• What about the literal evil twin, or just a sibling that looks a lot like you? The chance that someone with possession of your phone looks a lot like you is higher than the chance for a random stranger.
  • Borrow a friends phone, saying you are out of battery and need to send a text. Start their banking app, and get to the point where it wants a photo for authentication. "Oh, I love your new haircut. I want to tell my hairdresser I want the same." Snap.

The last one could be mitigated (only allow the front camera to be used, and make it obvious that the phone is in authentication and not camera mode). But the two first ones are hard to do anything about.

  • 2
    The sources state: "Users will have to blink" This excludes the photo scenario. Mar 16, 2017 at 16:12
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    @Mindwin and of course everyone knows phones can't store video.
    – user123931
    Mar 16, 2017 at 16:35
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    @Mindwin not necessarily. It depends on the implementation if simple tricks can bypass this, or if more extensive methods such as a video or 3d model are required.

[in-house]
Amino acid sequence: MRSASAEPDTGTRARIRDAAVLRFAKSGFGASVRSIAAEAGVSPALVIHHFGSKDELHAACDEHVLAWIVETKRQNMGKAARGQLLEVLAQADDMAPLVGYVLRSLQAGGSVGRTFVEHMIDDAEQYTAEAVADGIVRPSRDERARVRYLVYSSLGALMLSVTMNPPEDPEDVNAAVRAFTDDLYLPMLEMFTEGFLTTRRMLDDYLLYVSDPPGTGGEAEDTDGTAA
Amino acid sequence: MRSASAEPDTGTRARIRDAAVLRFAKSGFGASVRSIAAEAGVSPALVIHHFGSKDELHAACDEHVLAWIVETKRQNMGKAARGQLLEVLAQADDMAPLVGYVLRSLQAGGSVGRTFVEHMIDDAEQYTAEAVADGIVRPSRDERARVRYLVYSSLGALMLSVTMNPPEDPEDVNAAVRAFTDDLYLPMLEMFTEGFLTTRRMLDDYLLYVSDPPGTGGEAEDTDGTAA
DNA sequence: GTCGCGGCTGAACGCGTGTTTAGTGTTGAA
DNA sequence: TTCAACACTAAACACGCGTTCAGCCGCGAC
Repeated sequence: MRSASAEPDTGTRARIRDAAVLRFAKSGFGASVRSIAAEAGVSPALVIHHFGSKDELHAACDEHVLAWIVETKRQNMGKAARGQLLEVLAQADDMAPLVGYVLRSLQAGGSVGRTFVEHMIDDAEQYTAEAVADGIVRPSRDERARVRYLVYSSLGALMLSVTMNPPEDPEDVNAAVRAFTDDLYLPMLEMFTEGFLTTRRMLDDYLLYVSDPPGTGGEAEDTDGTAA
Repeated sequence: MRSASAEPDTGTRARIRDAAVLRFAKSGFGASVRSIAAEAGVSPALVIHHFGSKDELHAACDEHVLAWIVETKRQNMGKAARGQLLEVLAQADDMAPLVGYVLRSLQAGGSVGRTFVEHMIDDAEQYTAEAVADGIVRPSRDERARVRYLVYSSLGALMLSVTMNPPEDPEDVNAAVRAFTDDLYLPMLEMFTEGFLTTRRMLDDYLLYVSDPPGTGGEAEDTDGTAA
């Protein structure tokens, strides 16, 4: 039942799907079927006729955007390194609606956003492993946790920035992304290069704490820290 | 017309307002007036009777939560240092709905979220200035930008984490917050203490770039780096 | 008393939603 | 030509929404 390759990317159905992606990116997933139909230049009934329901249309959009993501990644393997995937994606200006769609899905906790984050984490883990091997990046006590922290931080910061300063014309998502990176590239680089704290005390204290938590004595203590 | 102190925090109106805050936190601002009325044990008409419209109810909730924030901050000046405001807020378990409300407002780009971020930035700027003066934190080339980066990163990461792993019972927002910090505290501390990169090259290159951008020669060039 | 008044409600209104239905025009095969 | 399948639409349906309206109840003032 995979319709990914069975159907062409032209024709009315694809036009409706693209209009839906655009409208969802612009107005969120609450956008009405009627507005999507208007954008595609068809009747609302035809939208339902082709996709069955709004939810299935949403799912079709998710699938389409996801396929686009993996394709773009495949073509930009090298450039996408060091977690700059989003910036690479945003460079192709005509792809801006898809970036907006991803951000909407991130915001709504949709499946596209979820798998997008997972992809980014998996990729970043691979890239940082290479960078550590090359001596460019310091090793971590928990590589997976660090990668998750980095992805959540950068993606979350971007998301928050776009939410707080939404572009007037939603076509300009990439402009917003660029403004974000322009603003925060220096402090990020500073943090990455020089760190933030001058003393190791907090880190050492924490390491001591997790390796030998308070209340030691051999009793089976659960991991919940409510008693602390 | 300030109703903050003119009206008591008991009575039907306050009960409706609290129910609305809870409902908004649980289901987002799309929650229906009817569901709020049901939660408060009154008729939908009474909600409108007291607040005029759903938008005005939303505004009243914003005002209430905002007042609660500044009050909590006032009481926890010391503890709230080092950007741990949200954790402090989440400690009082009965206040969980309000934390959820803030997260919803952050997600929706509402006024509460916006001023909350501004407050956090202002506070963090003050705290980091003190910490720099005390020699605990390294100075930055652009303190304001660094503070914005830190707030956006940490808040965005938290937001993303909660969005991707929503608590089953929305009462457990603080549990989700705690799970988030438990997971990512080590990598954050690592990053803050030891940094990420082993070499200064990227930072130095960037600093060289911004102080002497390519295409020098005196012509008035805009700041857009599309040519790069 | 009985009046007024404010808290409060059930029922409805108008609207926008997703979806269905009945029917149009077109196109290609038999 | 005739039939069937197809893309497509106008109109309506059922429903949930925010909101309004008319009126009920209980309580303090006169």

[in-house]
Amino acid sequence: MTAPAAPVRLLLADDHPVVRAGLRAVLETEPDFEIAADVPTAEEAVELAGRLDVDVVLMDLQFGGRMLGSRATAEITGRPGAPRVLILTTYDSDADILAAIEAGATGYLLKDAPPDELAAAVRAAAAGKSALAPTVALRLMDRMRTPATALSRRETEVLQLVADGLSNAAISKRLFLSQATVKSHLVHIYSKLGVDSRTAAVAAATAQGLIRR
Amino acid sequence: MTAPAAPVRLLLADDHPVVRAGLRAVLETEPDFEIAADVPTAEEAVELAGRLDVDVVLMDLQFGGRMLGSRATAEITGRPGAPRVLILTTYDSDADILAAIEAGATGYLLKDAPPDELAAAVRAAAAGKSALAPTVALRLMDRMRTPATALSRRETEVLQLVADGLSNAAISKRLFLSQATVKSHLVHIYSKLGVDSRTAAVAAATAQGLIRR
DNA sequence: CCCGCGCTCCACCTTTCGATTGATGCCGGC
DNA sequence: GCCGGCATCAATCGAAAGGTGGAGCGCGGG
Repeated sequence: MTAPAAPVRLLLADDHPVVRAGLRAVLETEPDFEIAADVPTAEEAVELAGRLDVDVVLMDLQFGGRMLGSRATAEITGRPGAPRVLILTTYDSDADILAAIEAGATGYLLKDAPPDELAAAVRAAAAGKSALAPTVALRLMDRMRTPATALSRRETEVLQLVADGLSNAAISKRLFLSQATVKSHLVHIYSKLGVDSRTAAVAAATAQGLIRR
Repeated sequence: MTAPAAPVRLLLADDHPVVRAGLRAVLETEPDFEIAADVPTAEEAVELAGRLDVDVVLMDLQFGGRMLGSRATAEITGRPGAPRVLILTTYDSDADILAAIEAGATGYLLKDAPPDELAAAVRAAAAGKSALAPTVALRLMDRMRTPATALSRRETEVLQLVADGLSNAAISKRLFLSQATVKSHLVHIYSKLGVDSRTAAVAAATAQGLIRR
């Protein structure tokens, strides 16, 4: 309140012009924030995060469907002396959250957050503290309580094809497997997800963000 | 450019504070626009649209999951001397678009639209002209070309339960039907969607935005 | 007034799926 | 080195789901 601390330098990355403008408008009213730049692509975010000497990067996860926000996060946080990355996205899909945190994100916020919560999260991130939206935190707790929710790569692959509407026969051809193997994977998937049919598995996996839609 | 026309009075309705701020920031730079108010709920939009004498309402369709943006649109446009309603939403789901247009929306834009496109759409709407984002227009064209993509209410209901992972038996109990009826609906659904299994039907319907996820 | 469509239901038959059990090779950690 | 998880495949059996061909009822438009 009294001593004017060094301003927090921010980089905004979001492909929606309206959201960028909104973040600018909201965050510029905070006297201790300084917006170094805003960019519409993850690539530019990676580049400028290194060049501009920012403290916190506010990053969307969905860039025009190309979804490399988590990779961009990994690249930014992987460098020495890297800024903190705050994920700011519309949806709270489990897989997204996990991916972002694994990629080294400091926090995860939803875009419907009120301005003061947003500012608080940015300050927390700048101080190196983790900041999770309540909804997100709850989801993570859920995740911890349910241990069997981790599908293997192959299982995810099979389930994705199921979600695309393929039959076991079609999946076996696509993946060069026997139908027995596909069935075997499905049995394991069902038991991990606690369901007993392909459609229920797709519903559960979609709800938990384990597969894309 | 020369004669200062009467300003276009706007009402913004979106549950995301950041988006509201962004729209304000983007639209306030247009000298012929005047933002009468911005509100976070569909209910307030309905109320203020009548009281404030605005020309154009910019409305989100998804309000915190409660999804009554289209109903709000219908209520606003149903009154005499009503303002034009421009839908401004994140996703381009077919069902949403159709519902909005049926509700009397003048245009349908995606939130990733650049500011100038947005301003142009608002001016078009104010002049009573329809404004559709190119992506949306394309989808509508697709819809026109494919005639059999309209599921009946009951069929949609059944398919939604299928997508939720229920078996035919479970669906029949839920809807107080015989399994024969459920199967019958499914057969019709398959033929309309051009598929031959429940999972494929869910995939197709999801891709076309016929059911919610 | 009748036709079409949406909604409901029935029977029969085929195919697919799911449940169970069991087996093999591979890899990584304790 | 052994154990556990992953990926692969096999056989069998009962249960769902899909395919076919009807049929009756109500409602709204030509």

– tim
    Mar 16, 2017 at 16:36
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    Well, you can always fake the camera data by providing any recorded data. Mar 16, 2017 at 17:20
  • @Mindwin Good point - thank you. Have updated my answer to include video.
    – Anders
    Mar 16, 2017 at 19:32

It depends on the implementation of the Facial Recognition System. A traditional implementation is very likely to be less secure than passwords.

As you can see on the Wikipedia page, there are techniques of facial recognition that are meant to prevent the attack you are suggesting, i.e. 3-dimensional recognition, Skin texture analysis and Thermal cameras. On mobile phones and PCs, the first and second options are possible, while the third one isn't (at least for now).

Those techniques are supposed to serve as a biometric identifier, and are believed to be hard to counterfeit. Although some papers (1,2) are claiming otherwise or are skeptical.

If I had the choice, I would wait a couple of years to see if this is actually safe.